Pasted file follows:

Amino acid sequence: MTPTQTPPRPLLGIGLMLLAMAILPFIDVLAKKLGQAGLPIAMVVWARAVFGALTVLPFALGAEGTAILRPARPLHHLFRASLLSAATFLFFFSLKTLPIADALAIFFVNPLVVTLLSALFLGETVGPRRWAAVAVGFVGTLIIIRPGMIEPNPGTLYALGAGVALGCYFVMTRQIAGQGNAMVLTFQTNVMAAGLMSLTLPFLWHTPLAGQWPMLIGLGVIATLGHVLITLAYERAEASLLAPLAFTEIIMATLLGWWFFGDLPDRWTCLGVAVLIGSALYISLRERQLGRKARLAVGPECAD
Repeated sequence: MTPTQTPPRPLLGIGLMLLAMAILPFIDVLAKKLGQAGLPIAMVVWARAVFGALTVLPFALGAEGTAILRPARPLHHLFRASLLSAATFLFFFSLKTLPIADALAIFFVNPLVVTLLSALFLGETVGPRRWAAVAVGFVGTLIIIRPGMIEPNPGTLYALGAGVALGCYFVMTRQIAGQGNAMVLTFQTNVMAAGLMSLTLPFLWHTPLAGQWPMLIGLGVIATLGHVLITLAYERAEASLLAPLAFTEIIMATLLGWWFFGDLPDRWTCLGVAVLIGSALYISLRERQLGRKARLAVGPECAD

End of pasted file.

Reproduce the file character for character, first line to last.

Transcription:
Amino acid sequence: MTPTQTPPRPLLGIGLMLLAMAILPFIDVLAKKLGQAGLPIAMVVWARAVFGALTVLPFALGAEGTAILRPARPLHHLFRASLLSAATFLFFFSLKTLPIADALAIFFVNPLVVTLLSALFLGETVGPRRWAAVAVGFVGTLIIIRPGMIEPNPGTLYALGAGVALGCYFVMTRQIAGQGNAMVLTFQTNVMAAGLMSLTLPFLWHTPLAGQWPMLIGLGVIATLGHVLITLAYERAEASLLAPLAFTEIIMATLLGWWFFGDLPDRWTCLGVAVLIGSALYISLRERQLGRKARLAVGPECAD
Repeated sequence: MTPTQTPPRPLLGIGLMLLAMAILPFIDVLAKKLGQAGLPIAMVVWARAVFGALTVLPFALGAEGTAILRPARPLHHLFRASLLSAATFLFFFSLKTLPIADALAIFFVNPLVVTLLSALFLGETVGPRRWAAVAVGFVGTLIIIRPGMIEPNPGTLYALGAGVALGCYFVMTRQIAGQGNAMVLTFQTNVMAAGLMSLTLPFLWHTPLAGQWPMLIGLGVIATLGHVLITLAYERAEASLLAPLAFTEIIMATLLGWWFFGDLPDRWTCLGVAVLIGSALYISLRERQLGRKARLAVGPECAD